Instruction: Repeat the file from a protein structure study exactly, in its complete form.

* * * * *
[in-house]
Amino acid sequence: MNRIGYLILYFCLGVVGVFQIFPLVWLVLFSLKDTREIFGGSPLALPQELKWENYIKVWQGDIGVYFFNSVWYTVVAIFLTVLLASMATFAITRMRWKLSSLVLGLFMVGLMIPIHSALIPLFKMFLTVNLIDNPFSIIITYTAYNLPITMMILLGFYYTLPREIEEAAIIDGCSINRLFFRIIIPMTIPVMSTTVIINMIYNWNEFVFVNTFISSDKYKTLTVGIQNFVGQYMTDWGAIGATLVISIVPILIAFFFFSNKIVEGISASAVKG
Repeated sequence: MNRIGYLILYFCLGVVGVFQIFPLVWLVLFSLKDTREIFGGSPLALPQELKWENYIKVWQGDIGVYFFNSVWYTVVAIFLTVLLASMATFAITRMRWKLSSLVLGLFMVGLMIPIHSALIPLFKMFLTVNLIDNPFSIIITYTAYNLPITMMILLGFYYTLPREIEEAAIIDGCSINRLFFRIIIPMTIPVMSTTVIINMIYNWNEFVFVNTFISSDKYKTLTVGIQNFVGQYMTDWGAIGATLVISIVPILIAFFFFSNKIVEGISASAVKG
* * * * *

[in-house]
Amino acid sequence: MNRIGYLILYFCLGVVGVFQIFPLVWLVLFSLKDTREIFGGSPLALPQELKWENYIKVWQGDIGVYFFNSVWYTVVAIFLTVLLASMATFAITRMRWKLSSLVLGLFMVGLMIPIHSALIPLFKMFLTVNLIDNPFSIIITYTAYNLPITMMILLGFYYTLPREIEEAAIIDGCSINRLFFRIIIPMTIPVMSTTVIINMIYNWNEFVFVNTFISSDKYKTLTVGIQNFVGQYMTDWGAIGATLVISIVPILIAFFFFSNKIVEGISASAVKG
Repeated sequence: MNRIGYLILYFCLGVVGVFQIFPLVWLVLFSLKDTREIFGGSPLALPQELKWENYIKVWQGDIGVYFFNSVWYTVVAIFLTVLLASMATFAITRMRWKLSSLVLGLFMVGLMIPIHSALIPLFKMFLTVNLIDNPFSIIITYTAYNLPITMMILLGFYYTLPREIEEAAIIDGCSINRLFFRIIIPMTIPVMSTTVIINMIYNWNEFVFVNTFISSDKYKTLTVGIQNFVGQYMTDWGAIGATLVISIVPILIAFFFFSNKIVEGISASAVKG